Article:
Games develop over a long period of time. A community must explore the different areas that assure the game gets to fulfill its potential. However, many factors swing the tides in the blink of an eye. To make sure a game lives long enough to become a powerhouse, it needs a lot of work, especially in areas that determine the game’s longevity. The best game in the world has the potential to fail if it doesn’t build a stable community.
A great example is Super Smash Bros. Brawl. From the start, its scene was destined to die. The massive Melee community that had spawned in previous years rejected the game. Its pace was slow, consequently making the game harder to watch. At the start, Brawl’s community rallied with hype. On the first look, it brought a lot to the table. The number of new characters was ridiculous, and everything looked fresh with new graphics. However, when it was time to deliver with exciting, varied gameplay, the game faltered. The community still tried to create an excellent competitive environment, but the game just wasn’t built for it.
Ultimate is the highest quality entry in the Smash Bros. series yet and it deserves to have a fantastic run. Its predecessor, Smash 4, did a lot of things right, but in the end, it shot itself in the foot. The game managed to pick up some steam and establish a solid community, however after questionable additions, it started to lose momentum in the months before Ultimate’s release.
Gaining exposure should be a top priority for any competitive game. Once it hits the mainstream, it’s tough to end its career. Respawn provides an excellent example in their most recent game, Apex Legends. At the start of its life, EA paid popular streamer Tyler “Ninja” Blevins $1,000,000 to stream the game. That exposure aided Respawn in skyrocketing the game’s popularity getting it to achieve over 50 million players in just one month.
Smash needs a different angle. As a fighting game, its exposition should come through the highest levels of competition. Tournaments should come at a moderate, yet steady pace and feature a different variety of players. Too many results coming too quickly, all of which come from the same few players results in audiences’ tournament fatigue that consequently makes viewers lose interest in watching the game.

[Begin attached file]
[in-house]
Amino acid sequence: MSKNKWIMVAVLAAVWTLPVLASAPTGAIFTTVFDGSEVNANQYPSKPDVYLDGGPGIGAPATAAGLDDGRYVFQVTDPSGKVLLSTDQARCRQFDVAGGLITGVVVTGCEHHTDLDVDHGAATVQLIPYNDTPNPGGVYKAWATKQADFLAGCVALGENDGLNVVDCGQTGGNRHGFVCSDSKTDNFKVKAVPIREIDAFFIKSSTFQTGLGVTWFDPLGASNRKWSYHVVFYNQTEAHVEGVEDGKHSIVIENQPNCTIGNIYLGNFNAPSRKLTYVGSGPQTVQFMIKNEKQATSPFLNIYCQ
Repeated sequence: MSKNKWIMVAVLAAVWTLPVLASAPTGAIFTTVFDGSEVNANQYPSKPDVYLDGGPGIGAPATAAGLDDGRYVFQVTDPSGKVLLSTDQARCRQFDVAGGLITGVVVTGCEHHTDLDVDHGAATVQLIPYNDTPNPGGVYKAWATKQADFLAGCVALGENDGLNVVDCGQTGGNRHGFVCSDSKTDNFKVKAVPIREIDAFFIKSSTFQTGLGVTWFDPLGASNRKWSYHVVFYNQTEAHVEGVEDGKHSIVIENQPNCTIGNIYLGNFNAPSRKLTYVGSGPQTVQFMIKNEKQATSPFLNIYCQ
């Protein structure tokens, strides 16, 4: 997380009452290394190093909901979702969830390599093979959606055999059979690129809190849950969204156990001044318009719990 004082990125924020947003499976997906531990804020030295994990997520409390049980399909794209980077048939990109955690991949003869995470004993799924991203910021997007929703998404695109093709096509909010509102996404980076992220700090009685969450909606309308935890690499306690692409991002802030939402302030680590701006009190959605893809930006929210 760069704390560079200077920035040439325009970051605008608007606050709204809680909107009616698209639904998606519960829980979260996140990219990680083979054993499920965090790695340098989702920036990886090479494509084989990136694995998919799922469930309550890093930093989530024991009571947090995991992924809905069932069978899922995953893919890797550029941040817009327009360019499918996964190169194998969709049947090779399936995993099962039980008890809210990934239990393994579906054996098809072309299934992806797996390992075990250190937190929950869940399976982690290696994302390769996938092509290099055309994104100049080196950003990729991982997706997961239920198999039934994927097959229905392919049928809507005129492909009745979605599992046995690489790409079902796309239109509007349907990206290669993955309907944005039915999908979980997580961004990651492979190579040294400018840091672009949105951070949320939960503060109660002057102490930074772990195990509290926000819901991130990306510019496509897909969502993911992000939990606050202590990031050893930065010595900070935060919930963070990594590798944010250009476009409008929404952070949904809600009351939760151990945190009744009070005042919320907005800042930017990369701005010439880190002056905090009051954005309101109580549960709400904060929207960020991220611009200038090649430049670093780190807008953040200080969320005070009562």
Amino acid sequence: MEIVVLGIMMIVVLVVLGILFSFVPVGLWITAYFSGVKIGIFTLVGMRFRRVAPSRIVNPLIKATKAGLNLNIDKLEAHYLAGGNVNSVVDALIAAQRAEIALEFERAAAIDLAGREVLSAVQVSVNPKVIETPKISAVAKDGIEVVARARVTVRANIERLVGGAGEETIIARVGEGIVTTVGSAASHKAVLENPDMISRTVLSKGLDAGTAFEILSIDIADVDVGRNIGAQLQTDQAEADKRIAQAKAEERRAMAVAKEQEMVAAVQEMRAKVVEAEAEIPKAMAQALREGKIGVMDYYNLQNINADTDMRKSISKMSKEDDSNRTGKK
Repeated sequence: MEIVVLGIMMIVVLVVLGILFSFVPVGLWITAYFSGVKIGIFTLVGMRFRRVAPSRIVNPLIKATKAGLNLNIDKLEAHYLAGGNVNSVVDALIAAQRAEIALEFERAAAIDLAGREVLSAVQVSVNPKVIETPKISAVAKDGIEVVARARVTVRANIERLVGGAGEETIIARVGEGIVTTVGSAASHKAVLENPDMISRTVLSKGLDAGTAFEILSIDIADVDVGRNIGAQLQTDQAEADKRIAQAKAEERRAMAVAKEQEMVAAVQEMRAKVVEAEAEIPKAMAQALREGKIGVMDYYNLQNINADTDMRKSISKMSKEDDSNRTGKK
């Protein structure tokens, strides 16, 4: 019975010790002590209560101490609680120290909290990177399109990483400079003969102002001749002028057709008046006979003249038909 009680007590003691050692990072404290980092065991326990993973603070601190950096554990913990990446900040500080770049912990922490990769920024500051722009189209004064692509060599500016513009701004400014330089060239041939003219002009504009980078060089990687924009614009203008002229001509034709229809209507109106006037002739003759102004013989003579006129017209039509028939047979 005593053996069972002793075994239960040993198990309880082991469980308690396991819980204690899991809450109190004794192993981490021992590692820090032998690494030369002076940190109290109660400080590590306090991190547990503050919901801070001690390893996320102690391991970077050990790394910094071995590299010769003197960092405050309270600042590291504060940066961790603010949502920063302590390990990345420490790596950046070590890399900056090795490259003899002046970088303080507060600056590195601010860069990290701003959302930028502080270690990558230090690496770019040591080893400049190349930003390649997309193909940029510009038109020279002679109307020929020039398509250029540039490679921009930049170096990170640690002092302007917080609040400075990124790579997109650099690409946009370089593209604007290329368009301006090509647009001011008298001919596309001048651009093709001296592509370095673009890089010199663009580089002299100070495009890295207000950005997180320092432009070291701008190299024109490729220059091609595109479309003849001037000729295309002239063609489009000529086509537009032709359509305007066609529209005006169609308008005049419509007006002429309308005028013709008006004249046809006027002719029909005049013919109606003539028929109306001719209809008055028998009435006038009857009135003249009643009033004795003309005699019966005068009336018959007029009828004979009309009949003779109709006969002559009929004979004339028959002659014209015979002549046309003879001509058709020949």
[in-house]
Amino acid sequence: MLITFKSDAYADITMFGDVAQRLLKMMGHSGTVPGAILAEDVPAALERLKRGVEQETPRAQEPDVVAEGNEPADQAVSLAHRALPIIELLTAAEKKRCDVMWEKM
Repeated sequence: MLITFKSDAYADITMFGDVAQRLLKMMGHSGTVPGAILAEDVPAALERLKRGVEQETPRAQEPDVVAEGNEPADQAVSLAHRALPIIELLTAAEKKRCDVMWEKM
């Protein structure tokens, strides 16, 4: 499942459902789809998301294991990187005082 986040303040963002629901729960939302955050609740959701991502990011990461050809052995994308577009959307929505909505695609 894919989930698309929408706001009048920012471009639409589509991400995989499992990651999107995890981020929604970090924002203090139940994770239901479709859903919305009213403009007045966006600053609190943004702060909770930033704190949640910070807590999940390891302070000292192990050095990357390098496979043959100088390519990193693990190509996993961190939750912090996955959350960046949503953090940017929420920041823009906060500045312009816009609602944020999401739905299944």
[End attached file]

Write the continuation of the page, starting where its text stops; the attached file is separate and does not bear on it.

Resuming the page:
Ideally, Nintendo would sponsor tournaments. Getting a real flow of cash in Smash should aid its exposure. That way, players could have the option of making a living off the game. As a result, there should be even crazier things happening in tournaments. Players would get the space to experiment with crazy tech and dedicate insane amounts to developing their play — all of this resulting in what could be the highest quality tournaments the scene has ever beheld.
The perfect scene features an organized Smash circuit with the world’s top players. There, Smash would push its limits, having more competing players than ever before.
A solid game has a plotline. Its tournaments create rivalries, spawn controversies and spark talk through the community. They also provide viewers key moments. These moments end up being treasured by fans and competitors alike.
Melee has built a wide variety of these. Its community takes the game very seriously, resulting in the birth of the Melee gods. Adam “Armada” Lindgren’s dominant streak with Peach. Kevin “PPMD” Nanney’s sudden retirement. These are some of the long lists of moments that have kept viewers engaged throughout the years.
In Smash 4, there was Civil War and Leonardo “MKLeo” Perez’s rise to the top. These moments give viewers a reason to be excited – a right to keep watching their favorite players slap each other through battle. This collection of emotions cements a community, lengthening the game’s lifespan.
Growing stale is a game’s worst nightmare. When it happens, the game’s player and viewers equally lose their enthusiasm for the game. A great example of this is seen in how Smash 4 winded down. Bayonetta flooded tournaments and became too dominant. Taking this into consideration, viewers felt frustrated because of the lack of variety in high-level competitive play.
In this case, it wasn’t Smash 4’s fault. However, it still had to suffer for its developer’s mistakes. One character dominated the metagame and blinded the community from seeing past its dominance. All that fatigue made the game lose momentum and stop on its tracks.
A great example of what experimentation provides is seen in Melee. Instead of settling on a standard way of play, its community pushed past many walls and discovered a lot of techniques that hid in the shadows. Melee’s ruleset also shifted many times. At one point, a stage like Poke Floats was legal. In the present, that sounds crazy, yet players still argued its case before it got removed off the competitive lineup.
In Smash Ultimate, the players are both cursed and blessed with the sheer quantity of options available to them. A hazard switch adds many stages in the legality conversation and creating a great ruleset should come out of a lot of experimentation. Experimenting with stage legality brings with it figuring out the banning process and other rulesets for tournaments. Nothing should be discarded without testing. This way, the game gets the ability to grow without restraints.
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